Jackie and I spent the morning weeding whilst Aaron and Robin continued refining their paving. This involves finishing of the ends with brick cut to shape with an angle iron. There are only the central joins left to be completed. We are so fortunate that the proprietor of A.P. Maintenance is such a perfectionist.
We now have several crocosmia blooming.
According to my research, this one is Xcrocosmiiflora. Jackie says it’s ‘common or garden monbretia’;
about Lucifer, there is no doubt.
Jackie grew these marigolds from seed.
‘When did you take that?’ bemoaned The Head Gardener. ‘I dead-headed those this morning’.
The air was positively aflutter with butterflies this afternoon.
Commas abound. Here one seeks camouflage on an echinacea;
as did this Peacock on a dead stump. It kept me waiting, back bent, lens poised, before opening its wings. With these closed, the creature looked just like a crack in the bark.
I think this, on a verbena bonarensis, is a Green-veined White.
Is this poor, battered, Red Admiral a reincarnation of February’s Battle-Scarred example?
I have written before of the penchant of Chris and I, when we were very little boys, for collecting various insects. Between us, my brother and I did not possess a camera, but we did have a butterfly net. Many happy hours were spent, mostly unsuccessfully, dashing around what were, to us, head-high fields, gleefully waving this weapon in the vague direction of the adult versions of the caterpillars that had so horrified our grandmother. What we actually did with the unfortunates we did manage to snare was not meant to be unkind. After all, when we stuffed them into jam jars, we did insert a few leaves and bits of grass, and punctured the lids so that they could breathe. I don’t imagine that these imagos lived out their, albeit brief, natural span. My current collecting is done with a camera.
Anyone driving to us for the first time, is likely to miss the existing sign on the front wall facing directly out onto the road. Jackie has therefore made another that she has fixed to the angled wall so that at least people coming from the direction of Christchurch, can’t miss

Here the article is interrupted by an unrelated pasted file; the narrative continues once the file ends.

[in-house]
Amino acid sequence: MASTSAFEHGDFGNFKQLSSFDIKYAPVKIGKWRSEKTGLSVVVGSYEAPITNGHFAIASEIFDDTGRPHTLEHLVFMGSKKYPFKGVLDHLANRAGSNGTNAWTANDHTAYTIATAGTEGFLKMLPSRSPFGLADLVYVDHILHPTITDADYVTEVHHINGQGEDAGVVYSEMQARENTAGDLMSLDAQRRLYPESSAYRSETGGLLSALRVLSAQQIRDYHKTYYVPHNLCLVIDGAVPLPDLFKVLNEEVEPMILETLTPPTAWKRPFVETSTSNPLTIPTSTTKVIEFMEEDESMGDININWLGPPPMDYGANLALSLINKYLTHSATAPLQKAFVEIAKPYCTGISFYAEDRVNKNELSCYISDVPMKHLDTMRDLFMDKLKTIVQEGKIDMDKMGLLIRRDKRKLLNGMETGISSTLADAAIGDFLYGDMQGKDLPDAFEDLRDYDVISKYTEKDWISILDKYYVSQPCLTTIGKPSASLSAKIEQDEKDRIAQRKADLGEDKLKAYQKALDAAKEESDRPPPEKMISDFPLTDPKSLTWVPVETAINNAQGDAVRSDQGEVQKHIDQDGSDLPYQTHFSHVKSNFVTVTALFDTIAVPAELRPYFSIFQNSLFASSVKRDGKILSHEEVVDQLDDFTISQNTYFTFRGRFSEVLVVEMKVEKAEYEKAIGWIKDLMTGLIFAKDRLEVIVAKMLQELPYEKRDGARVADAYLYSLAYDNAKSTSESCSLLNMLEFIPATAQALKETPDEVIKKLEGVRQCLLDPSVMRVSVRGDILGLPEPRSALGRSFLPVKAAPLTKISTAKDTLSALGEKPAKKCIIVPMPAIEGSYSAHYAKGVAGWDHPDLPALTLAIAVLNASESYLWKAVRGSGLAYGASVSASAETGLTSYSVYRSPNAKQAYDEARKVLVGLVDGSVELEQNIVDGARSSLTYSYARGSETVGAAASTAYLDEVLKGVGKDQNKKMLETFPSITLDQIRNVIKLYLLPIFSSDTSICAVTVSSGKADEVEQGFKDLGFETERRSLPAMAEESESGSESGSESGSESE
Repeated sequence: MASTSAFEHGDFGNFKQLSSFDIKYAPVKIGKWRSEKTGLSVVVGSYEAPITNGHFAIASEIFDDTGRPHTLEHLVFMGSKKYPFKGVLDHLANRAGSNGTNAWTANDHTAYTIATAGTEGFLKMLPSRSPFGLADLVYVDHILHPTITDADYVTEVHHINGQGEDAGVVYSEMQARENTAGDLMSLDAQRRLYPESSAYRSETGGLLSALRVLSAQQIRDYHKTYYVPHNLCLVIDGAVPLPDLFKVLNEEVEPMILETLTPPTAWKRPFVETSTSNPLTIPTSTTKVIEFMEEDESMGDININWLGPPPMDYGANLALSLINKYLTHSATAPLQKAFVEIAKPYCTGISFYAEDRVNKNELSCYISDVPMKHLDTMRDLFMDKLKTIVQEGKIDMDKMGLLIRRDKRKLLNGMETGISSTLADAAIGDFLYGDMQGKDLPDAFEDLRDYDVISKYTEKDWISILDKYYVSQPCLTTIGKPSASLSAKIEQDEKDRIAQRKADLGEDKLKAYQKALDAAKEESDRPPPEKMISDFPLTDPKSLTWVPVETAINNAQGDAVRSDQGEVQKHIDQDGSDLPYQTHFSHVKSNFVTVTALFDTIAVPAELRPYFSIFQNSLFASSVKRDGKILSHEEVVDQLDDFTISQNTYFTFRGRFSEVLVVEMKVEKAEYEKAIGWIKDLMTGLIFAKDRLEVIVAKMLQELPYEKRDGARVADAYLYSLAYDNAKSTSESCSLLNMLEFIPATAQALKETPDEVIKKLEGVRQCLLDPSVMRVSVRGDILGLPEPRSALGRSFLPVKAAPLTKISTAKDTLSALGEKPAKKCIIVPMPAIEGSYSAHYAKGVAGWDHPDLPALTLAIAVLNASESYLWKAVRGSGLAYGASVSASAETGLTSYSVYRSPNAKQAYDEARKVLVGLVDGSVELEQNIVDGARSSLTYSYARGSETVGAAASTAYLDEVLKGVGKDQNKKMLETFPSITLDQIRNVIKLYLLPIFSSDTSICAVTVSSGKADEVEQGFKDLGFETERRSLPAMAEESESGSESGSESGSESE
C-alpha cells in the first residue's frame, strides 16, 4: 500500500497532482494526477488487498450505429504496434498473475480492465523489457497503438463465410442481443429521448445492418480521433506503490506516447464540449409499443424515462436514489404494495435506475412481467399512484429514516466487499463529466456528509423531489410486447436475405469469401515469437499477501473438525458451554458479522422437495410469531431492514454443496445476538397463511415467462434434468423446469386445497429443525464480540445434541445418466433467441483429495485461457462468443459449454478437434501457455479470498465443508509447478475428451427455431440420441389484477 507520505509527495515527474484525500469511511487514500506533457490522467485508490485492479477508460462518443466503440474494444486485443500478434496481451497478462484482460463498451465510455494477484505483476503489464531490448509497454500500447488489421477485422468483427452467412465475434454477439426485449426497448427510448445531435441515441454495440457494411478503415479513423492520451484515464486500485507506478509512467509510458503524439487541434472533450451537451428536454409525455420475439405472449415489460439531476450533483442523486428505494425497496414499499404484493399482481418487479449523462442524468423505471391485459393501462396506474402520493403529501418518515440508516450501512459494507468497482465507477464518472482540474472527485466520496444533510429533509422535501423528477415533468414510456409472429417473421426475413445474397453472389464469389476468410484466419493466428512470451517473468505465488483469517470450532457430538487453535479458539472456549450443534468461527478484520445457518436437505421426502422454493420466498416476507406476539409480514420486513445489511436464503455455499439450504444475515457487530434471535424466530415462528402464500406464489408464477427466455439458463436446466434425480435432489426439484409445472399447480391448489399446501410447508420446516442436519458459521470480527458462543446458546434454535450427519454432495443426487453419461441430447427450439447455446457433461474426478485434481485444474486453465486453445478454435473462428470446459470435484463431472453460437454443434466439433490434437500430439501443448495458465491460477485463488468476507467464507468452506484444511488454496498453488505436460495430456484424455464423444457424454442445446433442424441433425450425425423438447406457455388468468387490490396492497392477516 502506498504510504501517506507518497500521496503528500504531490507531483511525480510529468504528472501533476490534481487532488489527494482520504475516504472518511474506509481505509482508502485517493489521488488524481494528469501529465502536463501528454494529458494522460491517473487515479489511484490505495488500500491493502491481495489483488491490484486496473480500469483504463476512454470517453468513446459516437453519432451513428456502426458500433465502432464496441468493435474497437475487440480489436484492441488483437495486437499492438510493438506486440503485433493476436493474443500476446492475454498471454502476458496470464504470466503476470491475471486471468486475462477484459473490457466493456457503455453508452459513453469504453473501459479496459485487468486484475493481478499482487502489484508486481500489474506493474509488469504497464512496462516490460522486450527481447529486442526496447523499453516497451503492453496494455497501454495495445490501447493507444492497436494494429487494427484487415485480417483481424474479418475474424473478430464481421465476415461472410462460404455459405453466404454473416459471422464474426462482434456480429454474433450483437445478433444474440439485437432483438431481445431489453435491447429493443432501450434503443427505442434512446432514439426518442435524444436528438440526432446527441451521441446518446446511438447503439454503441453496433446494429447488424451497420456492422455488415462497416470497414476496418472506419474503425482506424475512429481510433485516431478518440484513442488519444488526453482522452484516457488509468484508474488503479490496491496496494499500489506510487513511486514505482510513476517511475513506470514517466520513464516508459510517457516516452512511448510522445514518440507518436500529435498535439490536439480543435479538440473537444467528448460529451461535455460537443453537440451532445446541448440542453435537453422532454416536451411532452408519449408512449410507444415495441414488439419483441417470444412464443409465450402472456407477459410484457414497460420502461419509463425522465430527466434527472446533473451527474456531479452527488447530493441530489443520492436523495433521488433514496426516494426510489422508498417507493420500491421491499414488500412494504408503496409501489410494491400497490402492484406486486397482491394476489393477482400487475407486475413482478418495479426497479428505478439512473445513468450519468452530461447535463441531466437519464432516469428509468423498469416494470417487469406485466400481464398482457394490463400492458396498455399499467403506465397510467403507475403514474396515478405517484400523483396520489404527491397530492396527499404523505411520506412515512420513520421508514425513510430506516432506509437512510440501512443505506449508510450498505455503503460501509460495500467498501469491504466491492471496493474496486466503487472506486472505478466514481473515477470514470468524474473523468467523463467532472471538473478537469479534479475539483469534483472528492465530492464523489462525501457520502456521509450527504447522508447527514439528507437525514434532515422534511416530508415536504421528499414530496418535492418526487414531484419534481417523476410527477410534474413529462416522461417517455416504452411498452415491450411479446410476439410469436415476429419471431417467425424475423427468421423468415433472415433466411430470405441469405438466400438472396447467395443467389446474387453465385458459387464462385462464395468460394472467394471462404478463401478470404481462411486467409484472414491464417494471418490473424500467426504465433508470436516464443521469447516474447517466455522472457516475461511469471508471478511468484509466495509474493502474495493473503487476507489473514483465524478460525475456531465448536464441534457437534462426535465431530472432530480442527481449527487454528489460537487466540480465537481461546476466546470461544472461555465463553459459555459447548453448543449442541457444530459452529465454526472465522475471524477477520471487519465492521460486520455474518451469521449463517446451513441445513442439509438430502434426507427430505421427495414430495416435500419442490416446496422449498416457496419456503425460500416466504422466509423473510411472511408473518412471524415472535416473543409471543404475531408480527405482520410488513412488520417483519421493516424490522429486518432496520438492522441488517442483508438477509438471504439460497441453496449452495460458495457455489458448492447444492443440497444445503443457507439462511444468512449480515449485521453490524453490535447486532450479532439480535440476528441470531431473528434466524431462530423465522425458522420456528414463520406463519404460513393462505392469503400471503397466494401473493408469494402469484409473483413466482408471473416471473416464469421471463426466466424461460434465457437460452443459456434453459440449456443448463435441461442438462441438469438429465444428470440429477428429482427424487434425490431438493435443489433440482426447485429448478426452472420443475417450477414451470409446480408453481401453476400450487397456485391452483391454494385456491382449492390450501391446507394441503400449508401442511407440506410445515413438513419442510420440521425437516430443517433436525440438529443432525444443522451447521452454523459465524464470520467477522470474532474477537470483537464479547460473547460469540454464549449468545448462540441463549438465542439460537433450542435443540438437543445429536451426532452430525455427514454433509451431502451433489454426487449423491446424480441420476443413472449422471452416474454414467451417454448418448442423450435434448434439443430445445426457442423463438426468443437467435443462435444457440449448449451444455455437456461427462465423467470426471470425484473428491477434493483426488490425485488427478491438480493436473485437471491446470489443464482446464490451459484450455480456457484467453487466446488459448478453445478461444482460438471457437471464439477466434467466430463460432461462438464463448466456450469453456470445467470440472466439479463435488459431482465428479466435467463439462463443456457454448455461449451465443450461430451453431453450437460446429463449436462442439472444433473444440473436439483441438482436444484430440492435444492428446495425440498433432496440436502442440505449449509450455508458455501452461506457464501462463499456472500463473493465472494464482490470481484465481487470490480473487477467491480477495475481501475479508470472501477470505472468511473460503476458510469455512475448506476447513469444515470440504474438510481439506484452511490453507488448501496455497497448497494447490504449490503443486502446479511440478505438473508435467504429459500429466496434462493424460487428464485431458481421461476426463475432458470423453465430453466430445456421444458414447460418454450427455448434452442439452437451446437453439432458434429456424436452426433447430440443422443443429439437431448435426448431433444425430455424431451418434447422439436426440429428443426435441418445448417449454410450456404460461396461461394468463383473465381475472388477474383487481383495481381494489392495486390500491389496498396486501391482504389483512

If you aren’t interested in cricket, you may prefer to skip the next paragraph. If you are an English cricket fan, you may prefer to skip the next paragraph. If you are an Australian, whether interested in cricket or not, you probably wouldn’t want to skip the next paragraph.
I made the mistake of watching the TV highlights of the second Test match at Lords. Australia had, in their first innings, scored 566 runs for eight wickets. They then bowled England out for 312. Before lunch today, the visitors had taken their overnight second innings score to 254 for 2, at which point they declared their innings closed, leaving England 509 to make in more than a day and a half. Less than five hours later, England were all out for 103. It was nothing short of slaughter.
This evening, Jackie and I shared our hob in producing fried egg, bacon, tomatoes, and mushrooms, baked beans, and toast. We enjoyed the rest of Shelly’s apple pie and cream, with half each of a chocolate mint brought back from the Veranda last night. Jackie drank Hoegaarden, and, despite it not being the most suitable accompaniment for a fry-up, I drank Louis de Camponac merlot 2014.